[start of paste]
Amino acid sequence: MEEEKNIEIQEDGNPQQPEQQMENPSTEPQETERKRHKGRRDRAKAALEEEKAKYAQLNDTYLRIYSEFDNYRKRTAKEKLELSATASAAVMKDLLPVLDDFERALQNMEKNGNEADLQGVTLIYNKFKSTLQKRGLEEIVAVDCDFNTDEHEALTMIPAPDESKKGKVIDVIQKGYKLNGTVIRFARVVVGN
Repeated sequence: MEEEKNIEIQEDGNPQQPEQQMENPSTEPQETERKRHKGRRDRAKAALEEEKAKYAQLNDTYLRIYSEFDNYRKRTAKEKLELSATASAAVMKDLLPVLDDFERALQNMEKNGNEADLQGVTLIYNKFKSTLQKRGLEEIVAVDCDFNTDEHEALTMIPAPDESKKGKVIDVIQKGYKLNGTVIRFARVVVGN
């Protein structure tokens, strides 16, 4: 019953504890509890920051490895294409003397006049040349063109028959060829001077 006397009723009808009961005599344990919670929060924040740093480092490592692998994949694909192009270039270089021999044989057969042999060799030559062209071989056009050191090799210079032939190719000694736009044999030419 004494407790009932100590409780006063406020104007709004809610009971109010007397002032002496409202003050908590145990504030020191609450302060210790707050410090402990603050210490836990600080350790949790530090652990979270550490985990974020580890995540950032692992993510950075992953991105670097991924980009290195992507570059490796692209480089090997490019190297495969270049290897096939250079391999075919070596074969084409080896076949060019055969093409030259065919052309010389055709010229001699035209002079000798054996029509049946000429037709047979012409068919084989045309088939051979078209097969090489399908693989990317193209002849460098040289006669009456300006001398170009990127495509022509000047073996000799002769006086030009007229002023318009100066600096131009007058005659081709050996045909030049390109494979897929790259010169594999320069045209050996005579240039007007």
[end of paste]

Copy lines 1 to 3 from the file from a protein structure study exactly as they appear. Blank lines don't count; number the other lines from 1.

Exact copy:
Amino acid sequence: MEEEKNIEIQEDGNPQQPEQQMENPSTEPQETERKRHKGRRDRAKAALEEEKAKYAQLNDTYLRIYSEFDNYRKRTAKEKLELSATASAAVMKDLLPVLDDFERALQNMEKNGNEADLQGVTLIYNKFKSTLQKRGLEEIVAVDCDFNTDEHEALTMIPAPDESKKGKVIDVIQKGYKLNGTVIRFARVVVGN
Repeated sequence: MEEEKNIEIQEDGNPQQPEQQMENPSTEPQETERKRHKGRRDRAKAALEEEKAKYAQLNDTYLRIYSEFDNYRKRTAKEKLELSATASAAVMKDLLPVLDDFERALQNMEKNGNEADLQGVTLIYNKFKSTLQKRGLEEIVAVDCDFNTDEHEALTMIPAPDESKKGKVIDVIQKGYKLNGTVIRFARVVVGN
């Protein structure tokens, strides 16, 4: 019953504890509890920051490895294409003397006049040349063109028959060829001077 006397009723009808009961005599344990919670929060924040740093480092490592692998994949694909192009270039270089021999044989057969042999060799030559062209071989056009050191090799210079032939190719000694736009044999030419 004494407790009932100590409780006063406020104007709004809610009971109010007397002032002496409202003050908590145990504030020191609450302060210790707050410090402990603050210490836990600080350790949790530090652990979270550490985990974020580890995540950032692992993510950075992953991105670097991924980009290195992507570059490796692209480089090997490019190297495969270049290897096939250079391999075919070596074969084409080896076949060019055969093409030259065919052309010389055709010229001699035209002079000798054996029509049946000429037709047979012409068919084989045309088939051979078209097969090489399908693989990317193209002849460098040289006669009456300006001398170009990127495509022509000047073996000799002769006086030009007229002023318009100066600096131009007058005659081709050996045909030049390109494979897929790259010169594999320069045209050996005579240039007007």